As with so many elements of cyber threats: Everything old is new again.
In this case, the QakBot malware that has been around for roughly 15 years, has reared its ugly head more aggressively in the past year, and IT security is meeting this with a firm and proactive response.
On Thursday, Trustwave SpiderLabs released a new article and decryption tool to aid financial services institutions (FSIs) in finding and rooting out the QakBot Trojan, which has become more pervasive in the past year, spread largely by phishing emails (as is often the case).
“It’s a general-purpose piece of malware, which has become more popular recently,” according to Karl Sigler, senior security research manager at Trustwave SpiderLabs, adding that bad actors have been able to use QakBot to transfer funds from legitimate customer accounts, steal information and even load ransomware in to the FSI’s systems.
QakBot banking malware grew by roughly 65% in the first seven months of 2021, compared with the same period the previous year, according to Kaspersky. Indeed, QakBot has been on the scene since 2007. And, as is the case with many forms of malware, it has evolved as bad actors have become increasingly savvy and invested more in its development.
QakBot is, in fact, the “Swiss Army knife” of financial malware, according to Sigler, able to grab banking credentials, download ransomware, and exfiltrate business email with equal aplomb. Hence, being able to find and eliminate this persistent and impactful threat can be critical to U.S. FSIs.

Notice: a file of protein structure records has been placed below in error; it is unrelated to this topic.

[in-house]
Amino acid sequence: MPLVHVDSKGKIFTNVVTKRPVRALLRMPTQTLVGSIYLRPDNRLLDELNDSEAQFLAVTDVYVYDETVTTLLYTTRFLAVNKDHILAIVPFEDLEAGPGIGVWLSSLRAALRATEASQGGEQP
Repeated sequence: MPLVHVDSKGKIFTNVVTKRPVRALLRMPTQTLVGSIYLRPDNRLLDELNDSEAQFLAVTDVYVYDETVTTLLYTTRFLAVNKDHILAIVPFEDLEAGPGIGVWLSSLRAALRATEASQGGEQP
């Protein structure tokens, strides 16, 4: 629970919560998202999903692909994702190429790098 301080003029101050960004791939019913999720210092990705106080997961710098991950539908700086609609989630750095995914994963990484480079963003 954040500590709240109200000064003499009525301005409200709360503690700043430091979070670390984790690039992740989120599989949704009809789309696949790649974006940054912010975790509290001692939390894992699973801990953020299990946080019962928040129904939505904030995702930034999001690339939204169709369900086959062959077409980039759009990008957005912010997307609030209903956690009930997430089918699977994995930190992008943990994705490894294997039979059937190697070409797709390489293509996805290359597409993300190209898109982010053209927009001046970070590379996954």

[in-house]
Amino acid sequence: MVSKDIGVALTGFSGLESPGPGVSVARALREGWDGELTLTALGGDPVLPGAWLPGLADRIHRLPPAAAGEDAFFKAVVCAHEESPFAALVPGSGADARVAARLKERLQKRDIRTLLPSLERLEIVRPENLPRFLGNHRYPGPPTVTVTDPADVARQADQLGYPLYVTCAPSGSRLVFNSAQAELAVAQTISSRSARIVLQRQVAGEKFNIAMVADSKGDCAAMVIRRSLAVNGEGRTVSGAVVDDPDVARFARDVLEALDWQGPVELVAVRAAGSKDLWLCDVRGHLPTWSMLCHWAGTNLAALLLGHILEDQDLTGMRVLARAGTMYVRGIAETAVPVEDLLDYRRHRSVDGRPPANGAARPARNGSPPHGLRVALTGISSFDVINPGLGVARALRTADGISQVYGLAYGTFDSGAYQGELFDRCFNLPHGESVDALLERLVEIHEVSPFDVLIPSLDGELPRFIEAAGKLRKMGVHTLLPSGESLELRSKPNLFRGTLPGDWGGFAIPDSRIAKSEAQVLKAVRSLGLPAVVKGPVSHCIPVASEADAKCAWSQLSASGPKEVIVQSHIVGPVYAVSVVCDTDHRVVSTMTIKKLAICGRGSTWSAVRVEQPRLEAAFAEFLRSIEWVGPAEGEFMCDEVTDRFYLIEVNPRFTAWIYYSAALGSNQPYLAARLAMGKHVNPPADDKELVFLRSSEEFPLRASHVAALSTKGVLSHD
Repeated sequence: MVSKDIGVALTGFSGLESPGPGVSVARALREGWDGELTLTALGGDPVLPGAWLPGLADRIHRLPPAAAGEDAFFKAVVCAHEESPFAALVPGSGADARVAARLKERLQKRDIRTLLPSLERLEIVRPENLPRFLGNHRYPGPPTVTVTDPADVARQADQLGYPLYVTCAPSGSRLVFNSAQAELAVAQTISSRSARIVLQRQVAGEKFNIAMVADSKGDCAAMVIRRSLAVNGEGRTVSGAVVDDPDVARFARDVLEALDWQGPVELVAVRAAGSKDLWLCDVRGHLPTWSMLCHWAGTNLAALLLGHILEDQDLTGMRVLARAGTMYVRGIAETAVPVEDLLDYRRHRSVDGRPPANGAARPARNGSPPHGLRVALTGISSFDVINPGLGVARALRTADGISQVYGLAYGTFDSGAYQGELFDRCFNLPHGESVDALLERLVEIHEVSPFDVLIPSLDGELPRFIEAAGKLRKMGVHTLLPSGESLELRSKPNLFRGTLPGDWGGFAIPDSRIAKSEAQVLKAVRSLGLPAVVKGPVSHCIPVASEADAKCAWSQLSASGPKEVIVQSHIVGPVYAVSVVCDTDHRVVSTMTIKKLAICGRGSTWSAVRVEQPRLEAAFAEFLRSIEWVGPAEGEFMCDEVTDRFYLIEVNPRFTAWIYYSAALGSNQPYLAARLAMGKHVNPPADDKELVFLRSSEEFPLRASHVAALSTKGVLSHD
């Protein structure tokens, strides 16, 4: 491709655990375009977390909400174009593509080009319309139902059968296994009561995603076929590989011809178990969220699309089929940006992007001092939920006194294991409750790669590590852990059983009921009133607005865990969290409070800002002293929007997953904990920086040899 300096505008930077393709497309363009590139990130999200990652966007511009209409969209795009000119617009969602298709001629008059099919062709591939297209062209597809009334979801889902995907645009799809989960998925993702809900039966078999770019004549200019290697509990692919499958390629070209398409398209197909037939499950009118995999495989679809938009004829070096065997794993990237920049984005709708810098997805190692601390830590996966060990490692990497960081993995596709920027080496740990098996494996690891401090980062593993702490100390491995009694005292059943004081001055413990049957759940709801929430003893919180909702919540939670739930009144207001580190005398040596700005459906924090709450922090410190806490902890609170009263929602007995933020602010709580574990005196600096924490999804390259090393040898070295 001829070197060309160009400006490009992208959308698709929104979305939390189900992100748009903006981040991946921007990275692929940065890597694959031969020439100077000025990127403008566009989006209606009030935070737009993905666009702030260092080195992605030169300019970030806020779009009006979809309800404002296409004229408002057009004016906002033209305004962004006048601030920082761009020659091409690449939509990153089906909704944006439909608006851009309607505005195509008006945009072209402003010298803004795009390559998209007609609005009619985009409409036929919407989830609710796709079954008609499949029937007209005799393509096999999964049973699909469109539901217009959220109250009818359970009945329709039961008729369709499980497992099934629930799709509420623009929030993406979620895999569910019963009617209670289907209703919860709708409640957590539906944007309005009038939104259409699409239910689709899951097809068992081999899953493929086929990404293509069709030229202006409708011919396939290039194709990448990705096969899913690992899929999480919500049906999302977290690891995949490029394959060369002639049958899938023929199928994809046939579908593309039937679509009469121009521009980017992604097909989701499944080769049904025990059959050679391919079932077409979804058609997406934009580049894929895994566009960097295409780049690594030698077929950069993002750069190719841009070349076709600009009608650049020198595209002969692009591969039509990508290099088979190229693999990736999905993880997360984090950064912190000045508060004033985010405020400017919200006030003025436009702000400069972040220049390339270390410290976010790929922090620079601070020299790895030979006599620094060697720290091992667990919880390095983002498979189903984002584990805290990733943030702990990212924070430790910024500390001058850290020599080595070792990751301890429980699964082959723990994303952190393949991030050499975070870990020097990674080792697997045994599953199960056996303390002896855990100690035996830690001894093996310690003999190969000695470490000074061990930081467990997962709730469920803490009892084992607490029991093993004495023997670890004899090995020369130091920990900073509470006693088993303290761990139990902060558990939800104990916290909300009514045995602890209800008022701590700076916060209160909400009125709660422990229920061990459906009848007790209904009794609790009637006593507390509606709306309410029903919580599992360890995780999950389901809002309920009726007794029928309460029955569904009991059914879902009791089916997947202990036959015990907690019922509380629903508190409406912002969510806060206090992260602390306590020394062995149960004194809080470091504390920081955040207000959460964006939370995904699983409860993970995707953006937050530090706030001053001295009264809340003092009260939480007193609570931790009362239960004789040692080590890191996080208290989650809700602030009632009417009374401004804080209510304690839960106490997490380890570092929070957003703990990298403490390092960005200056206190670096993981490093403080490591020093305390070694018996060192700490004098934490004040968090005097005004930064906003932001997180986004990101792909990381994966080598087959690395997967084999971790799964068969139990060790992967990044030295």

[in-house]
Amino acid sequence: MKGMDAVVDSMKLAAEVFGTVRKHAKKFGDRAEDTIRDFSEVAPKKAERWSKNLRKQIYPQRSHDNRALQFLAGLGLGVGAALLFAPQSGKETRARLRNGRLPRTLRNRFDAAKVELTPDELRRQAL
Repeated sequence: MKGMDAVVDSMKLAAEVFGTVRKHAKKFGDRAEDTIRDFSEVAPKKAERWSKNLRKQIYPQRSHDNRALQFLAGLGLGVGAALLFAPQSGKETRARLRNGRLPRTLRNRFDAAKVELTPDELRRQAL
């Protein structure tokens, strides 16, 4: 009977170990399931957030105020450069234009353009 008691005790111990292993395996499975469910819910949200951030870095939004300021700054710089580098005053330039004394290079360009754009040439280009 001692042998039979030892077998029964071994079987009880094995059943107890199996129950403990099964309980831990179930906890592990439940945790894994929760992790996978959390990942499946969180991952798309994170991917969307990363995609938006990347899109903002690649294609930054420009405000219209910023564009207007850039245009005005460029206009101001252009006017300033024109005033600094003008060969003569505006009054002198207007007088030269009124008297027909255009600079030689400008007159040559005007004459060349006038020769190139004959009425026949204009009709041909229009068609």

“It has built a framework, rather than a ‘roll-your-own’ malware, which gives bad actors a strong foundation from which to build on,” Sigler said.
It is this “all-purpose” nature to QakBot that makes it so pernicious and so dangerous to FSIs and their customers.
Sigler’s team at Trustware did the research and the work to develop the decryption tool released Jan. 13 to help FSIs proactively seek out and nullify the QakBot malware, which typically seeks out bank credentials from the FSI site or the customer’s PC, and also monitors where financial customers go within a financial site and can inject its own code.
“We hope this gives the IT security professionals the ability to really look at QakBot information, which may be on any machine,” Sigler said. He pointed out that since the bulk of breaches and hidden malware may go unnoticed for upwards of six months, the cybersecurity tool may offer FSI IT security teams insight into finding and uprooting this malware.